The concept of built-in wifi has been around since Wifi was created at the end of the 90s. For many people, the term can seem to be a little ambiguous, and fails to explain what it actually means.
With the variety of different devices in our household, this can make things even more confusing. Does a built-in wifi modem mean the same as a built-in wifi television?
Well, no, although they use the same description. We’re going to explain what built-in wifi means relevant to the device that it’s talking about.
What is built-in wifi?
The answer is that built-in wifi just means that the device you’re using has the capability to connect to, or distribute, a wireless connection. It’s often used within different devices, like smart televisions or mobile phones. It can also be used to refer to a device that lets you connect to a wifi network too, like a router.
In the majority of cases, built in wifi will refer to the devices that you use on a daily basis. This is primarily TVs, laptops and phones, but you’ll also see it used for things like set top boxes, sat navs and dash cams, cameras and some times headphones. With these items, it simply means that they have the ability to connect to wifi.
Other places where you may see the term include a modem, which may be referred to as having a “built-in” wifi router. Essentially, this does the job of both the modem and router within one device, and will allow you to connect to the internet from your home.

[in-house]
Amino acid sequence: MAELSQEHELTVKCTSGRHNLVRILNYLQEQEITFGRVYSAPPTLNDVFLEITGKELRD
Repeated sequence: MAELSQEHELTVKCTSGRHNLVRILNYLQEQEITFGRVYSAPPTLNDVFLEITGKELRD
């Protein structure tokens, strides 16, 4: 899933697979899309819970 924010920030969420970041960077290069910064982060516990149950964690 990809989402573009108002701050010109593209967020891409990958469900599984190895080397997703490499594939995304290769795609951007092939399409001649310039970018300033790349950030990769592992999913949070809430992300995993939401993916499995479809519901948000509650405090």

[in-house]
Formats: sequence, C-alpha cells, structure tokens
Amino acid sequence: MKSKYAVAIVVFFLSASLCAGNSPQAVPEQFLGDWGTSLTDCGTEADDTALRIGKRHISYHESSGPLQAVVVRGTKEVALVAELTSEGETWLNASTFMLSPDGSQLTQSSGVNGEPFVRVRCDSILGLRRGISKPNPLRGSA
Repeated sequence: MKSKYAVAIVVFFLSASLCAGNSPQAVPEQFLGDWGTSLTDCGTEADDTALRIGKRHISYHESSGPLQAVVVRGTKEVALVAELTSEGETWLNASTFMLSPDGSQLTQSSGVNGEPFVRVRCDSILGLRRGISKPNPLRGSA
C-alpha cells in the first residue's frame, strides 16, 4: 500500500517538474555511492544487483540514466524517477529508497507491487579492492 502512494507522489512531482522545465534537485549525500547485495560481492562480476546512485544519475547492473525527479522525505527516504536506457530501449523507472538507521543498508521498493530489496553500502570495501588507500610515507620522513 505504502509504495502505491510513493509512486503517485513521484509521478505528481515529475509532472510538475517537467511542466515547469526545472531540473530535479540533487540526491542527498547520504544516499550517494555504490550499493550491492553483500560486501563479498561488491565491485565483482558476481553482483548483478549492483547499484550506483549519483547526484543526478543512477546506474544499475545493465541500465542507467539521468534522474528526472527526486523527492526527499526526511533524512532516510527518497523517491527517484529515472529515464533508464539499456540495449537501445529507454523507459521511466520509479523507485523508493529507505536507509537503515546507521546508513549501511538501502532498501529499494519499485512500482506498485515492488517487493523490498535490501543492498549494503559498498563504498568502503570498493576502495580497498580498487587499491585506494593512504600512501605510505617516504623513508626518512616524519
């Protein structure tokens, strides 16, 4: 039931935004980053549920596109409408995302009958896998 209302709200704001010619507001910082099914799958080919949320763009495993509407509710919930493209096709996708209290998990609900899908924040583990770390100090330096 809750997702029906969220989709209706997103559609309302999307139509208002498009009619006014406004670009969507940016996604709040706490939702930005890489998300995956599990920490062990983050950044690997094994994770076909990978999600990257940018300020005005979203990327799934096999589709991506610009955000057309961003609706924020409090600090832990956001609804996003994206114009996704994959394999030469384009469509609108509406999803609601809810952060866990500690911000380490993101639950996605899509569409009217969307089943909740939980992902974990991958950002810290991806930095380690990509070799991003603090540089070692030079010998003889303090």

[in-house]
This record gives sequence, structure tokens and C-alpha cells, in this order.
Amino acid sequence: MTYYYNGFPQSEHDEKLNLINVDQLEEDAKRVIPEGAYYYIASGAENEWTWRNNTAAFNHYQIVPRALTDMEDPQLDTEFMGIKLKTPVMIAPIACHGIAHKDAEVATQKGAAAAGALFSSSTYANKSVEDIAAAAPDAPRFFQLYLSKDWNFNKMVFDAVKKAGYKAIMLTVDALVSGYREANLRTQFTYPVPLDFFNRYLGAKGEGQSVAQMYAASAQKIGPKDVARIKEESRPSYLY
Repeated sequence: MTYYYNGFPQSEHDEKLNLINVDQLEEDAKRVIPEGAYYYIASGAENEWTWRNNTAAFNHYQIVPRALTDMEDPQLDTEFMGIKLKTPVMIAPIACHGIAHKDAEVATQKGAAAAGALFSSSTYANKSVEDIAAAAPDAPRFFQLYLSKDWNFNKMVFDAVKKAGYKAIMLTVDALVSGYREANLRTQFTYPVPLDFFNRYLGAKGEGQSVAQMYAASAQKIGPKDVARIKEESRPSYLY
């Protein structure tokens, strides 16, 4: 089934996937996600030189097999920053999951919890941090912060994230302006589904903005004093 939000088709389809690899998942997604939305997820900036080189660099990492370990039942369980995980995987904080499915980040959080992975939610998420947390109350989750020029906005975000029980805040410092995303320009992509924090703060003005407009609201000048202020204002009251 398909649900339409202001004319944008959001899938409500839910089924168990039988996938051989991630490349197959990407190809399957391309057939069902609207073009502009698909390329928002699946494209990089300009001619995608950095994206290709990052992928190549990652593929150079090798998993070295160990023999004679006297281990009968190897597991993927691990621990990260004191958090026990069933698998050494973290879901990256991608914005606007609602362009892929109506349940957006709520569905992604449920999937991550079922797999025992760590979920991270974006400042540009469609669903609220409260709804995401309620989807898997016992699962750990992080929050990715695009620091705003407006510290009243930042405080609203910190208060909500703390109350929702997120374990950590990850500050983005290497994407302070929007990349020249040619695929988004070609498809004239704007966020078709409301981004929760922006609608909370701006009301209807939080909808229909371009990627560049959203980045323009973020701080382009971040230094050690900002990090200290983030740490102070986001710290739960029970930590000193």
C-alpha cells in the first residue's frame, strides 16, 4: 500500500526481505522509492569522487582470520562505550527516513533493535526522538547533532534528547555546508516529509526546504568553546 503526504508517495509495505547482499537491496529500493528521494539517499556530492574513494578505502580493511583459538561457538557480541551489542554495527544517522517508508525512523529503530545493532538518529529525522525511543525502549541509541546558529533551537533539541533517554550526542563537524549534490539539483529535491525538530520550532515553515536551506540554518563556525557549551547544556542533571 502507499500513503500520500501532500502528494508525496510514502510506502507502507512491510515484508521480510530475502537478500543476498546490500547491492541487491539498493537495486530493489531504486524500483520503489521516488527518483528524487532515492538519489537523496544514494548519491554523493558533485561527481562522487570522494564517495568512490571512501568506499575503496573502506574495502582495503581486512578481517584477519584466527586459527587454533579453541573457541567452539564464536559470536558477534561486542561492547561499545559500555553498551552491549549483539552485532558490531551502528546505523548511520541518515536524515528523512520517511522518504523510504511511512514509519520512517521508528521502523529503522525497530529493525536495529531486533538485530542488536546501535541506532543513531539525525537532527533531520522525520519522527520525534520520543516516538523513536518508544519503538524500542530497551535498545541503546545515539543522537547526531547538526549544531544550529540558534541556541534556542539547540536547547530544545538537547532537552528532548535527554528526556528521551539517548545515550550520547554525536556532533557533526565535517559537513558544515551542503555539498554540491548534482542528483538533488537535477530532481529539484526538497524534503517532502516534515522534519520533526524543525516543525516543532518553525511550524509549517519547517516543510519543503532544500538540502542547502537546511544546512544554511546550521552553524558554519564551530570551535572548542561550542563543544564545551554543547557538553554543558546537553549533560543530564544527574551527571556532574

You also might see the term built in referring to wifi adapters. Essentially, these adapters can be added to any devices that you have that don’t have wifi built into them. Older computers are a good example of this, as unlike the modern day where every laptop has an in-built wifi card, this wasn’t always the case when it came to computers.
Another example of a device that you might see with built-in wifi is a motherboard. Essentially, what this means is that the wifi card/chip is likely soldered to the motherboard itself, and cannot be separated. With some computers and laptops, this will be detachable, and can be switched out for a different one.
In modern times, we’re seeing less and less devices advertising themselves as having built-in wifi. This makes sense, as many of us expect our phones and cameras to have wifi built into them automatically anyway. And as our wireless networks become more capable and developed, it’s second nature for our phones and laptops to have this built into them.
How does built in wifi work?
Essentially, a device with a built in wifi receiver will work the same as all wifi devices. They connect to your home router by using completely wireless radio frequencies, which are measured in Gigahertz. 1 GHz is equal to 1 billion hertz.
By Hertz, we’re talking about the oscillation (similar to vibration) of the electrical current being emitted by your internet router. For comparison, bass sounds are sent at a very low rate of around 20Hz, which is only 20 times per second. To send these wifi frequencies, they literally need to oscillate billions of times per second.